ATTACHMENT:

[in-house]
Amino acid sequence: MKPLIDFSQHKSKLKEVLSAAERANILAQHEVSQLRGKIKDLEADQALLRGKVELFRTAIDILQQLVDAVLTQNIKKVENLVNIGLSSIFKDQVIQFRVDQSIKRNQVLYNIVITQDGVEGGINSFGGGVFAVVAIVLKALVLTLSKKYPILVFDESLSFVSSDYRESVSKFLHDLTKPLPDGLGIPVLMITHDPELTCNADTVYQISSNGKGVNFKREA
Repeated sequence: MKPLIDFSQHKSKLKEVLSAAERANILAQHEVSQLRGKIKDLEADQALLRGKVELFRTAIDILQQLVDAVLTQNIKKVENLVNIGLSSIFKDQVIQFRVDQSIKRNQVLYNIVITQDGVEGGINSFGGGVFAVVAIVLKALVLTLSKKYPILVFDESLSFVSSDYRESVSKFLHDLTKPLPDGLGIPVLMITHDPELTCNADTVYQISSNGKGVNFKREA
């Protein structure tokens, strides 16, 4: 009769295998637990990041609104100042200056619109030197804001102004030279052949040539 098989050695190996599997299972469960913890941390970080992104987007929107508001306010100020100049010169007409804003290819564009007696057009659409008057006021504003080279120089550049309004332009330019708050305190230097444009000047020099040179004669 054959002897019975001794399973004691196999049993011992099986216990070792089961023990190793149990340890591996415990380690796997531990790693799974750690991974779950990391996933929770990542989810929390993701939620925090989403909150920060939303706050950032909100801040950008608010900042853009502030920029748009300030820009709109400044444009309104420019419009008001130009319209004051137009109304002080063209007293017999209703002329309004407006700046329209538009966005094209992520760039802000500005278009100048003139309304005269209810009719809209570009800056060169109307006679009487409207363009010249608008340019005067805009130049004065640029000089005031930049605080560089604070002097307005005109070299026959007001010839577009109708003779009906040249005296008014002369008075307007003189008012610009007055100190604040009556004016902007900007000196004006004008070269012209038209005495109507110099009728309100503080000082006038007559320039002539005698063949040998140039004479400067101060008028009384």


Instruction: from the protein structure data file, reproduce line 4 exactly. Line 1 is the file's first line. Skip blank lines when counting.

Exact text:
């Protein structure tokens, strides 16, 4: 009769295998637990990041609104100042200056619109030197804001102004030279052949040539 098989050695190996599997299972469960913890941390970080992104987007929107508001306010100020100049010169007409804003290819564009007696057009659409008057006021504003080279120089550049309004332009330019708050305190230097444009000047020099040179004669 054959002897019975001794399973004691196999049993011992099986216990070792089961023990190793149990340890591996415990380690796997531990790693799974750690991974779950990391996933929770990542989810929390993701939620925090989403909150920060939303706050950032909100801040950008608010900042853009502030920029748009300030820009709109400044444009309104420019419009008001130009319209004051137009109304002080063209007293017999209703002329309004407006700046329209538009966005094209992520760039802000500005278009100048003139309304005269209810009719809209570009800056060169109307006679009487409207363009010249608008340019005067805009130049004065640029000089005031930049605080560089604070002097307005005109070299026959007001010839577009109708003779009906040249005296008014002369008075307007003189008012610009007055100190604040009556004016902007900007000196004006004008070269012209038209005495109507110099009728309100503080000082006038007559320039002539005698063949040998140039004479400067101060008028009384």